Saturday, January 27, was International Holocaust Remembrance Day. This date was designated IHRD by UN resolution in November, 2005 as an international memorial day on which we commemorate the heinous crimes of the Holocaust. The Resolution not only encourages every member country to honor the memory of the victims, but also to develop educational programs regarding the Holocaust. In addition, it outright rejects any notion of denial. The goal is for us to remember, so, hopefully, it will never happen again. Needless to say, compliance varies considerably from country to country.
As most of you know, the Holocaust, perpetrated by the Nazis and their supporters, was responsible for the brutal genocidal murders of some six million Jews, 200,000 Romanis (Gypsies), 250,000 mentally and physically disabled persons and 9,000 homosexuals, all of which the Nazis considered “sub-human.” The significance of January 27 is that it was on that date in 1945 that the Russian Army liberated Auschwitz, the largest and most notorious of the death camps. Some 1.1 million Jews were murdered at Auschwitz alone.
IHRD is commemorated in many countries, including Israel, the US, England, Austria, Italy, and Germany. Typically, these commemorations include speeches of support by politicians, solemn prayers, and participation by survivors, sometimes garbed in striped scarves. For example, President Trump’s message included a pledge to “confront anti-Semitism… stamp out prejudice [and] condemn hatred.” In Poland Secretary of State Rex Tillerson attended a solemn ceremony commemorating the tragic Battle of the Warsaw Ghetto at which he exhorted people to “never be indifferent to the face of evil.” Similar sentiments were expressed by dignitaries all over the world.
On this solemn occasion we should be mindful that extreme right wing/anti-Semitic sentiment has been on the rise in many areas. For instance:
The substantial emigration of Muslims to virtually every Western European country has added to the anti-Semitic sentiment in those countries.
In Germany the AfD party has made significant gains in the country’s Parliament. German Chancellor Angela Merkel addressed this in a recent podcast, labeling it “incomprehensible and a disgrace that no Jewish institution can exist [in Germany]without police security.” A recent Time Magazine article denoted that German Jews feel increasingly threatened by hate groups. It has been widely reported that Jews in other countries, such as France, England and Sweden have expressed similar fears. Emigration to Israel is on the rise.
In Austria the so-called Freedom Party is actually part of the governing coalition.
Holocaust revisionism is alive and well in Poland. Many Poles are very sensitive to what they feel is an overly negative perception of their conduct toward Jews during WWII. As I write this, the Polish legislature is considering a law that, essentially, would outlaw anything that casts blame on the Polish Nation for atrocities committed in the Holocaust. It would mandate prison for anyone who makes any mention of “Polish complicity” in the Holocaust or makes reference to “Polish death camps.” The proposal is expected to become law. (Some may consider this proposed law akin to the plot of George Orwell’s novel, 1984, about a dystopian society in which the autocratic government kept revising history at its whim.) Many people are outraged. Israeli Premier Benjamin Netanyahu’s reaction was typical. He said Israel has “no tolerance for the distortion of the truth, the rewriting of history and the denial of the Holocaust.” Naftali Bennett, Israel’s Minister for Education and Diaspora Affairs, goes further. He said “it is a historical fact that many Poles aided in the murder of Jews, handed them in, abused them, and even killed Jews during and after the Holocaust.” Students of history know that although there were some sympathetic, even heroic, Poles who aided Jews, there were many more who collaborated with the Nazis or were indifferent.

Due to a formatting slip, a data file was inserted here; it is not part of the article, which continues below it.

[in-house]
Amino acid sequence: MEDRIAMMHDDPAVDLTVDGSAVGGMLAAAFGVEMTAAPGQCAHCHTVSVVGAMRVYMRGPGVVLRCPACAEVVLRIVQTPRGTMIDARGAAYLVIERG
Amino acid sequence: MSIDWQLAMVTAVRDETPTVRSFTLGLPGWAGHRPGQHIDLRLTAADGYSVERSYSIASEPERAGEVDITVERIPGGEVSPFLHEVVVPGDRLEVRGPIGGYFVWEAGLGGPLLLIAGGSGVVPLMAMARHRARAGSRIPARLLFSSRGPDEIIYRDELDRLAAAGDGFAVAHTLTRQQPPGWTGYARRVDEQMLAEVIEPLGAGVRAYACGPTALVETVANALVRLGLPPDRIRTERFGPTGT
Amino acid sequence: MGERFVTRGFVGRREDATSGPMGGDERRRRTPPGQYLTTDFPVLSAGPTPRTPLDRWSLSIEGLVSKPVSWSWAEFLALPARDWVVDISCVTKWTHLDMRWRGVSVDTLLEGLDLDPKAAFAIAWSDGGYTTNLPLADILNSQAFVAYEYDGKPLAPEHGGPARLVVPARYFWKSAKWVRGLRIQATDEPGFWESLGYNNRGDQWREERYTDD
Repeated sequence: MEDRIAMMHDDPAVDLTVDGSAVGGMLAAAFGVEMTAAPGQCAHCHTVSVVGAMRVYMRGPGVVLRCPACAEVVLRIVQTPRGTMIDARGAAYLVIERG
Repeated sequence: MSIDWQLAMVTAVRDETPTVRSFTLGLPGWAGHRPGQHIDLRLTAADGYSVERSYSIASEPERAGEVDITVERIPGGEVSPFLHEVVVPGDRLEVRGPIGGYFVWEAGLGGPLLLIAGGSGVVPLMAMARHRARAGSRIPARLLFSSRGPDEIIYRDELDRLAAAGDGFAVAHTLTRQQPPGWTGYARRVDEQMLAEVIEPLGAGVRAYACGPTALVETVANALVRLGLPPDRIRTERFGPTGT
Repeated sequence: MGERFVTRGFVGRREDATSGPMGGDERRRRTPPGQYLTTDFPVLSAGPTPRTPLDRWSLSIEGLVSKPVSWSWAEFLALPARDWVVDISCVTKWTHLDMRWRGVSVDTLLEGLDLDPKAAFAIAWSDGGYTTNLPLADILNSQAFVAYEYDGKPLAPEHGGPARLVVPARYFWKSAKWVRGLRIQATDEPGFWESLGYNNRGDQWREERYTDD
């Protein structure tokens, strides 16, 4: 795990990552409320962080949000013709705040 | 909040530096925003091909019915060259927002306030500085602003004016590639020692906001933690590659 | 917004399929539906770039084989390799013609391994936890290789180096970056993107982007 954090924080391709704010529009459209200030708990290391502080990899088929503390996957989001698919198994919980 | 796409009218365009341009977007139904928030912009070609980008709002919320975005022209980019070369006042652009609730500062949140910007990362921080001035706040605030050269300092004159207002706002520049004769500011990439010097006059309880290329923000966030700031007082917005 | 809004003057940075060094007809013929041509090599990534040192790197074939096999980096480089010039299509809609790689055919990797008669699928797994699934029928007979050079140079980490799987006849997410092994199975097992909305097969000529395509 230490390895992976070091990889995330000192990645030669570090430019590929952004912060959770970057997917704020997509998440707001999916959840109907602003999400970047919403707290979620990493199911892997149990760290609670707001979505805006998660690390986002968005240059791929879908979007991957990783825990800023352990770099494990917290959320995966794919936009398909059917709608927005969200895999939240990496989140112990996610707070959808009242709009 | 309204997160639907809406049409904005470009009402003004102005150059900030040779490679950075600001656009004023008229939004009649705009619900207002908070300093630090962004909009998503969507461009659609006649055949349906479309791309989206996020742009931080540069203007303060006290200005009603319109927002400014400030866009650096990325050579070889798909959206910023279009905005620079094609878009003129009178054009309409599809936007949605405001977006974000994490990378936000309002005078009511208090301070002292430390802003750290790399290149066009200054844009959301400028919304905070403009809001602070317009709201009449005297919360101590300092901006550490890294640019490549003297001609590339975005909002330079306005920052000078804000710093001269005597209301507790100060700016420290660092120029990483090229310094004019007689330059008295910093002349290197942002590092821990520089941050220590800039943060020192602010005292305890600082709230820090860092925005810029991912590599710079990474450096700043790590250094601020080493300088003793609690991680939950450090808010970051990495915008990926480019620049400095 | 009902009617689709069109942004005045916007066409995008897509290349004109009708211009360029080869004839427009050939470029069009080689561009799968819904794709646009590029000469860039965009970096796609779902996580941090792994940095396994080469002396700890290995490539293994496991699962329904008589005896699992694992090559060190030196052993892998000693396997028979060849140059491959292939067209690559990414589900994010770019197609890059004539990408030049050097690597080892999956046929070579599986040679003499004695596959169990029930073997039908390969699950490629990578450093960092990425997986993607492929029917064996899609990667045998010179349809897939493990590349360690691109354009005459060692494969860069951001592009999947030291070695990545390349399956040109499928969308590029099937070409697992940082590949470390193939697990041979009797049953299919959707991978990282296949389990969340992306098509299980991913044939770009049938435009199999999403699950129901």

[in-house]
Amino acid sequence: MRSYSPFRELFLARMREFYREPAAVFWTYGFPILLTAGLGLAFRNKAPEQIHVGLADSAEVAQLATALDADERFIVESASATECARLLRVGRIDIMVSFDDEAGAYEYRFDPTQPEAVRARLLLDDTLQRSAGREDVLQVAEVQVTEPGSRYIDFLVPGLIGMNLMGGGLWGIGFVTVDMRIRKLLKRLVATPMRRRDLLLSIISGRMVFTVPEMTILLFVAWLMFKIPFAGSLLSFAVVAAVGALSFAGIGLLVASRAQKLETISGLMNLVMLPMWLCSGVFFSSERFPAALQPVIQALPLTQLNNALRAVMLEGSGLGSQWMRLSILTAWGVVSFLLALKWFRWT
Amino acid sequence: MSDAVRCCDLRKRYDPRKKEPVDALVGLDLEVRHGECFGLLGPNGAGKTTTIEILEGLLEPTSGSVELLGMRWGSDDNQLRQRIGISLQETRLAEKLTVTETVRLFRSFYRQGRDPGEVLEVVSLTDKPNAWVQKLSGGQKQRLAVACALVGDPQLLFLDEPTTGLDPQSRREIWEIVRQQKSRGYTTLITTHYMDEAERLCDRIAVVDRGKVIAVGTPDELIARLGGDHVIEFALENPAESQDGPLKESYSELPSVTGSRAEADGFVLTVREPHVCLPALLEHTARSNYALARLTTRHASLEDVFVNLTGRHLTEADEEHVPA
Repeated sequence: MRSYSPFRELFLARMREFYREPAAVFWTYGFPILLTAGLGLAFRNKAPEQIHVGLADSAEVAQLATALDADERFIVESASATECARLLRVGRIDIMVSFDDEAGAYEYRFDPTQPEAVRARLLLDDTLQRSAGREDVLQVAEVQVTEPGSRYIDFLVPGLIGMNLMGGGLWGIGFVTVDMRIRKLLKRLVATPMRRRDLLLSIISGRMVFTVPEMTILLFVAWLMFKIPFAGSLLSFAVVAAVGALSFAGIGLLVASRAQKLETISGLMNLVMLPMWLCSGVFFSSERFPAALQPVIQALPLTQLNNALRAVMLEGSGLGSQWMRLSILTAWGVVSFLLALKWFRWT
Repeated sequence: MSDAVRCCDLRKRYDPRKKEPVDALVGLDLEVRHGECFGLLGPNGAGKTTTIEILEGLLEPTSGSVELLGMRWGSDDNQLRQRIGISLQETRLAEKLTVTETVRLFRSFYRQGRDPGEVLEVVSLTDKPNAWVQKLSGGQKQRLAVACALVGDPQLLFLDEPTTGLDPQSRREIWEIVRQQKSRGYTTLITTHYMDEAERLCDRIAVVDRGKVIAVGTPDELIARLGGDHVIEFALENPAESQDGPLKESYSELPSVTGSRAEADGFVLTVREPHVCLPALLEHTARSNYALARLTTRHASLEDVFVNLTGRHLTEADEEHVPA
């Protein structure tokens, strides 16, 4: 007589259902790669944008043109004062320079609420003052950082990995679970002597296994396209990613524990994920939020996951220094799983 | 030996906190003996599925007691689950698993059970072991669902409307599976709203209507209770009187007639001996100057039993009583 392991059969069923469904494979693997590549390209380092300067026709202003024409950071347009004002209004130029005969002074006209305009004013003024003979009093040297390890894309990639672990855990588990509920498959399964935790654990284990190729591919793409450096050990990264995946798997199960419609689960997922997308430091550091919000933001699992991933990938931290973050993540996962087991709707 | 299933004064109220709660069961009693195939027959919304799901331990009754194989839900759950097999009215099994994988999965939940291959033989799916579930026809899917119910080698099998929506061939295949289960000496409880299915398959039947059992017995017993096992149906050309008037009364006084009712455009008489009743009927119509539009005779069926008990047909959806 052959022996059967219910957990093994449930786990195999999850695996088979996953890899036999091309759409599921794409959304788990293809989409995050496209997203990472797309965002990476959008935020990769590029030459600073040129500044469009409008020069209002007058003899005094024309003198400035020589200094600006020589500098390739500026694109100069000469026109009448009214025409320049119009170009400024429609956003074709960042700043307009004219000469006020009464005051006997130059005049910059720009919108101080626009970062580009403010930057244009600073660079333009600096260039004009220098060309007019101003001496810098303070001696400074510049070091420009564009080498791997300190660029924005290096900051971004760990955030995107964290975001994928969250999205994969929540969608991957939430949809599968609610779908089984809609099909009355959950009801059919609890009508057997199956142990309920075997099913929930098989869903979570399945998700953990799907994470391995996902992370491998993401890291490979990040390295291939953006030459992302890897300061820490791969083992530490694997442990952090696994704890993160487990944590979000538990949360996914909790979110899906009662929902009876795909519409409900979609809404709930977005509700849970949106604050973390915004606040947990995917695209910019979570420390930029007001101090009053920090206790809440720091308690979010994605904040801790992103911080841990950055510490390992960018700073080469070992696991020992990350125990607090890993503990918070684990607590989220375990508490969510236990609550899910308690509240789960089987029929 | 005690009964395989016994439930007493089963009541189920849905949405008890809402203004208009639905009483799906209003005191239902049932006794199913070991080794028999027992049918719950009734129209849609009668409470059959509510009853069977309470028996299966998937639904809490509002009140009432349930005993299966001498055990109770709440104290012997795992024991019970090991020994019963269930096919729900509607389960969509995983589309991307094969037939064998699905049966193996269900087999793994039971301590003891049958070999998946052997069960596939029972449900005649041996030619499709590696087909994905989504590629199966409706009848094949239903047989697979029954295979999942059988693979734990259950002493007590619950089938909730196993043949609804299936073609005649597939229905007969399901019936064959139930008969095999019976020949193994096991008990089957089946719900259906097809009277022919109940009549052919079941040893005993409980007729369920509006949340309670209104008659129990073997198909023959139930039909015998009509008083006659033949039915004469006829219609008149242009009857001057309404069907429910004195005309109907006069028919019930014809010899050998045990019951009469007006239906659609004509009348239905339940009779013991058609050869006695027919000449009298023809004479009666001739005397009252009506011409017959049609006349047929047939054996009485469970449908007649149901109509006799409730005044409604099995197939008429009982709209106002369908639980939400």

Recently, BBC News has reported the remarkable discovery of an Auschwitz inmate’s journal, which provides chilling first-hand testimony of life in the camp. Apparently, the author, a Greek Jew named Marcel Nadjari, was one of the “Sonderkommando.” These were Jews whom the SS forced to perform certain grisly tasks, such as escorting Jews to the gas chambers, “packed in like sardines,” burn the dead bodies afterwards, collect valuables, such as hair and gold fillings, and discard the ashes into a nearby river.
Nadjari’s description of the gassings is chilling.
The SS installed pipes in the gas chambers to make it look like a shower room.
The SS delivered the canisters in a Red Cross vehicle.
After the people entered the “shower,” they dropped in the gas.
After all the victims were dead they recovered the hair, gold fillings and other valuables and transported the bodies to the ovens where they were burned. The ashes of a typical adult weighed a mere 1.4 pounds.
As the war wound down, Nadjari figured that as a witness he would be murdered, so in November 1944 he stuffed his 13 page manuscript in a thermos, sealed it as best he could, and buried it near one of the crematoriums, hoping it would be discovered, eventually. And, now, it has been.
Nadjari survived the war. Eventually, he emigrated to Israel, changed his name to Leon Cohen, married and raised a family. He died in 1989. However, he left behind a chilling first-hand account, which provides further insights into life (and death) at Auschwitz, as well as further evidence to contradict the false narrative of the “deniers.”
As the WWII generation dies off it becomes more and more critical for succeeding generations to keep the memories alive. The world must NEVER FORGET the Holocaust, or someday it will be doomed to repeat it.